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Value destruction or value for money: sometimes a hard call

Published: 18 Sep 2019 Average Rating: unrated Print
 

Author: Tim Cummins

The ideas behind value engineering are not new. In fact, they go back to the 1940s, when the construction industry, in particular, was seeking new and more scientific ways to guide its purchasing decisions. It would not be unreasonable to assume that the methodology and its use would have matured by now. But you would be wrong; it has actually gone backwards.

In its latest edition, Architectural Products (a US industry publication) states the following:

“Today, value engineering in construction has fallen far from its origins, with products being chosen and changed out simply because
they are cheaper, many times sacrificing performance and longevity. This new process is no longer about creating actual value. Acknowledging that budget is always a concern, there must still be a better way.”

Is modern procurement practise 'dumbing down' decisions?

One conclusion clearly could be that the procurement practises of recent years (driven by an obsession with short-term financial results) are at fault. 'Value' has often been overtaken by 'price'. Measurements are based on input costs, not outputs or outcomes over time.

It is clear that there is some validity to this view. In spite of (or arguably in some cases because of) the massive investments in technology, corporations seem to lack the ability and incentives to operate on objective judgments of value. And, as incidents such as the Grenfell fire and the Morandi bridge collapse illustrate, that can prove extremely costly in terms of lives, reputation and money.

But is it that simple?

The article specifically calls out decisions made on the basis that an item or resource is cheaper. Certainly, there are many occasions where such decisions are wrong. But we must also remember that, since the 1940s, the social ethos has changed. We live in a world where everyone wants perfect, everyone wants new, everything is disposable. So why buy things that last 20 years when the building may undergo fundamental alterations or change of purpose every 5 or 10 years? Seen in that light, it could be argued that 'value' and a short lifespan are synonymous.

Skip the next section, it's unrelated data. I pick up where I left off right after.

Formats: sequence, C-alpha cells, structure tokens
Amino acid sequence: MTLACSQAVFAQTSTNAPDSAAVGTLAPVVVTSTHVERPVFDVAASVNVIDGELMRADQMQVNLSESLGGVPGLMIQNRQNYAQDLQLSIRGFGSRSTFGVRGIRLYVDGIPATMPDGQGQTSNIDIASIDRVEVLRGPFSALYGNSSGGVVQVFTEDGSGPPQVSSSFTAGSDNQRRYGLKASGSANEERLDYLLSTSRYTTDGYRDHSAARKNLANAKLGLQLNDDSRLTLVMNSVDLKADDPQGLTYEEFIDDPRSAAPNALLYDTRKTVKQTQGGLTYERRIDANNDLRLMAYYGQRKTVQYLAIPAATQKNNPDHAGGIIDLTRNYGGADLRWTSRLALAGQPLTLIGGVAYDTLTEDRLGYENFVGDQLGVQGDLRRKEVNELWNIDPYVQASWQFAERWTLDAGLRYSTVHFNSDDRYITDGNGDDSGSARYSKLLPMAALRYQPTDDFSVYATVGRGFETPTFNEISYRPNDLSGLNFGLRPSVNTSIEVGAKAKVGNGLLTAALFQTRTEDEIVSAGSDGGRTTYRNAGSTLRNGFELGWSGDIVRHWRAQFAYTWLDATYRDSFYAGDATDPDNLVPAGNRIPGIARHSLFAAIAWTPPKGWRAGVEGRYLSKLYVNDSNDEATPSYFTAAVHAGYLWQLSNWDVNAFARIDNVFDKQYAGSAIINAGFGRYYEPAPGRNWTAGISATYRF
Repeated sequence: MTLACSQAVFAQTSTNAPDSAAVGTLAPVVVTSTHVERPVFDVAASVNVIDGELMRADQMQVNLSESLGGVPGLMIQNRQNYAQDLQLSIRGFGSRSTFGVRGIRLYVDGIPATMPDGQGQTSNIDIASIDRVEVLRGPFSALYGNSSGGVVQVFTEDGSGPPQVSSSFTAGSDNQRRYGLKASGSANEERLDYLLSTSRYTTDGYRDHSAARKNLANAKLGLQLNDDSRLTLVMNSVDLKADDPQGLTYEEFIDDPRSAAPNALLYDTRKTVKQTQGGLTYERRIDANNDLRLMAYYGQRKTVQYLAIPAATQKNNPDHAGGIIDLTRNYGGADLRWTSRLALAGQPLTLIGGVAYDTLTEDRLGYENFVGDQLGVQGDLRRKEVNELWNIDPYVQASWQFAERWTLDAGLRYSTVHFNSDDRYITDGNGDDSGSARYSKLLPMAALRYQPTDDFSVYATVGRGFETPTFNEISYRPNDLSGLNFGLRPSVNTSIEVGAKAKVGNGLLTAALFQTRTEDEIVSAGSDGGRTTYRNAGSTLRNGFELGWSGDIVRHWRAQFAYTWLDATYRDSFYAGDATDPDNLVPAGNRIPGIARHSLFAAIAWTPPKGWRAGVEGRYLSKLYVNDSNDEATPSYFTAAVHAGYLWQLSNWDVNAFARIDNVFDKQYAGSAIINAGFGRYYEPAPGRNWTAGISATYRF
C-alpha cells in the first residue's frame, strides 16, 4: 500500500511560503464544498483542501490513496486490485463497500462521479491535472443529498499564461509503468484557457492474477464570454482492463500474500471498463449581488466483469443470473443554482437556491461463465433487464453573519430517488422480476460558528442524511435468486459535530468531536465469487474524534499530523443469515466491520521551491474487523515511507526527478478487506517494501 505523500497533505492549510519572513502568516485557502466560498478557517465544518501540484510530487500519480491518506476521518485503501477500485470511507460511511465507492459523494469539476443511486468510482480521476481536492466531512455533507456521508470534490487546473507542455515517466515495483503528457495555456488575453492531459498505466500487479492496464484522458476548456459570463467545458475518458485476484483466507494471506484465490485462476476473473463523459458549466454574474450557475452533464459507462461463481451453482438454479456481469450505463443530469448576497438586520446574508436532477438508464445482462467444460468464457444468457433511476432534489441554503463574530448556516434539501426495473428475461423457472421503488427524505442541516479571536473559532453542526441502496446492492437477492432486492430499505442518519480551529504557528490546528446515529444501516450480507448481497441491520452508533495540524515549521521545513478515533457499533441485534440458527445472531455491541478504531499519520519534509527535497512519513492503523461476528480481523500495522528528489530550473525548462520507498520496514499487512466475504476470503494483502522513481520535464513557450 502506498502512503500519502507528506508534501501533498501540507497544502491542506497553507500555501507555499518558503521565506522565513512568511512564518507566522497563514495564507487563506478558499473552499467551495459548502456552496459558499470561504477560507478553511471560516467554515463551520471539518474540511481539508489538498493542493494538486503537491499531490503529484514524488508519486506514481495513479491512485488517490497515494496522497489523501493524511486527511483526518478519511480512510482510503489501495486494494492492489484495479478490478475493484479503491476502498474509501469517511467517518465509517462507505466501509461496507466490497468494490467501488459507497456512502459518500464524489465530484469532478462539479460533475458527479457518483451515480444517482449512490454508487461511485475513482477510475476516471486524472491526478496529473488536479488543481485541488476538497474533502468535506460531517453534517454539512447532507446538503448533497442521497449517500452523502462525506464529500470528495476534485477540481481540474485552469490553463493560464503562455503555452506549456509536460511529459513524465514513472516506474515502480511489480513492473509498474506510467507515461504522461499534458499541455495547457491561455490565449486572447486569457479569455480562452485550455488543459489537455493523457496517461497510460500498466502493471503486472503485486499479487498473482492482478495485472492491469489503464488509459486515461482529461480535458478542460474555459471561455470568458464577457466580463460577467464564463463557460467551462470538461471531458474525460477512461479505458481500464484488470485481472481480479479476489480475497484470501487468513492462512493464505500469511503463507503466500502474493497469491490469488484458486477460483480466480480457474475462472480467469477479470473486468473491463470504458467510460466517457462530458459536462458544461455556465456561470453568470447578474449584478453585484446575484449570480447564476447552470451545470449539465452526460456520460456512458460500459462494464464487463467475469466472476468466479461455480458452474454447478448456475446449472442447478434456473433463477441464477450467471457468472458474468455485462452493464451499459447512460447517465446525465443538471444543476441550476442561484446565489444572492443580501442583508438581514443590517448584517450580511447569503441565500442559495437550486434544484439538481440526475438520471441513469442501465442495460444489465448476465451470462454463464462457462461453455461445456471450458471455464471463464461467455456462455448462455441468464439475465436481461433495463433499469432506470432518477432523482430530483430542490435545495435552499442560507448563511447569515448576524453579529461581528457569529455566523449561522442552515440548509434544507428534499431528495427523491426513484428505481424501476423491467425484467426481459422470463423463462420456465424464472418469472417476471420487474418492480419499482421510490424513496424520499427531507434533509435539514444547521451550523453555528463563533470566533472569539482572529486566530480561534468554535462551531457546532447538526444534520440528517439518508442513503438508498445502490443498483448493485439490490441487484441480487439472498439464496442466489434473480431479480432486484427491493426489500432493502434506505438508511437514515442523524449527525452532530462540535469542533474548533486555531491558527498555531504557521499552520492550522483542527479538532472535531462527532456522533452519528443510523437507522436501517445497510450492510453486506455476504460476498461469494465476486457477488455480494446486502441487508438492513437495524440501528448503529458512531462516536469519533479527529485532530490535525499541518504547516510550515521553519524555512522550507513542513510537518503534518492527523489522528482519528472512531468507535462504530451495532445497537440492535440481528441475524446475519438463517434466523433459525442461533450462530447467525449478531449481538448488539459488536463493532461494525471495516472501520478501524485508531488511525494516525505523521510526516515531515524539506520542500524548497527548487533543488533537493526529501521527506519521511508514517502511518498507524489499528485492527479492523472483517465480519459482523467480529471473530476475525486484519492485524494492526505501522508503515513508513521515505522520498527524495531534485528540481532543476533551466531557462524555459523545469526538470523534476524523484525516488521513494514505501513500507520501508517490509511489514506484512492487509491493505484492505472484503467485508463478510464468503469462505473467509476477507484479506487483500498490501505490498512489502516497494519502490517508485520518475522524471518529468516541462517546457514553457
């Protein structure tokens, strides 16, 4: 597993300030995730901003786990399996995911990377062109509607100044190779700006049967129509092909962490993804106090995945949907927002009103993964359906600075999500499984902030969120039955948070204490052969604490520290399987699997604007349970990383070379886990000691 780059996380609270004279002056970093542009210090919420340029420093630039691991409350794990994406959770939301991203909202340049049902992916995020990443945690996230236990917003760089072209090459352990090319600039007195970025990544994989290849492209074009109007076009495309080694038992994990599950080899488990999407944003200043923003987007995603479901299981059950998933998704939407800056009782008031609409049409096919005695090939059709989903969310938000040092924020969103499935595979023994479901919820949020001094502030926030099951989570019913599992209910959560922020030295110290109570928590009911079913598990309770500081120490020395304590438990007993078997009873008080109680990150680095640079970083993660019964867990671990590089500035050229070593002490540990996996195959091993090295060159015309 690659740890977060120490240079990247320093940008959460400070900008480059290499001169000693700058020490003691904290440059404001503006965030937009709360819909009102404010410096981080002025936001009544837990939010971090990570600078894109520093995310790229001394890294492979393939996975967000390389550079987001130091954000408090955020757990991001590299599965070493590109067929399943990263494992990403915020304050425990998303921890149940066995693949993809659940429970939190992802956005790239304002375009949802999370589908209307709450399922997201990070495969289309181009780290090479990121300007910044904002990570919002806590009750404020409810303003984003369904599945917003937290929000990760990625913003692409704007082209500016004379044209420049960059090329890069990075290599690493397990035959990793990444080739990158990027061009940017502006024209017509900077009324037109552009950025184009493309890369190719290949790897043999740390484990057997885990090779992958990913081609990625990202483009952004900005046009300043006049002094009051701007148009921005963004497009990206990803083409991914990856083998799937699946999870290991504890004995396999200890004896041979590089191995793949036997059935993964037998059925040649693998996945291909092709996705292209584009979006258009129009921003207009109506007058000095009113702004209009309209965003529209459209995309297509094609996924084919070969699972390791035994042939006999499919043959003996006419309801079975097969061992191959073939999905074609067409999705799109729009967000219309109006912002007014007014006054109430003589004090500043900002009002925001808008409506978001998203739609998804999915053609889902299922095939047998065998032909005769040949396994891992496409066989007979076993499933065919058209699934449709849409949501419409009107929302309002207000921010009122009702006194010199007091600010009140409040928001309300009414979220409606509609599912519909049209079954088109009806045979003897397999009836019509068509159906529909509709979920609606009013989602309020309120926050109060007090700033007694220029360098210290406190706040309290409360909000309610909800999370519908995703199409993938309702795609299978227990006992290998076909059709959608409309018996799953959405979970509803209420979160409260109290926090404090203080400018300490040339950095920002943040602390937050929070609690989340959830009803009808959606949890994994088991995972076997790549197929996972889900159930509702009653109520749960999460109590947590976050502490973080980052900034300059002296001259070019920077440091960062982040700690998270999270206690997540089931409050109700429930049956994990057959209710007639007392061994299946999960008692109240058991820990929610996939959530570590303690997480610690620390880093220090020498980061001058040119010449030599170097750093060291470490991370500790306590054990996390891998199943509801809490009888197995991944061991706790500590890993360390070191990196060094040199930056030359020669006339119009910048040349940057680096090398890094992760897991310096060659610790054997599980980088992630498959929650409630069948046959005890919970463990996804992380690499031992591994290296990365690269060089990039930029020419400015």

A great comeback?

Today, at least in principle, we are seeing a massive shift in those social values. The concepts behind sustainability demand a rethink of the measurements and behaviors that underlie the disposable culture. So will value engineering experience a rebirth? I like to think the answer is yes – and indeed it lies at the heart of work IACCM has been undertaking to redefine principles for contract governance and performance management. Those principles draw on another concept from the world of engineering – that is, uncertainty analysis.

As part of its research, IACCM has recognized the need to build strong connections between the methods deployed in engineering and those in contracting. Together, they can provide users (whether in Procurement, Project or Contract Management) with powerful tools to better segment their commercial decisions and supply relationships. The result, we believe, will be delivery of true value, both to business and to society.

 
 
 

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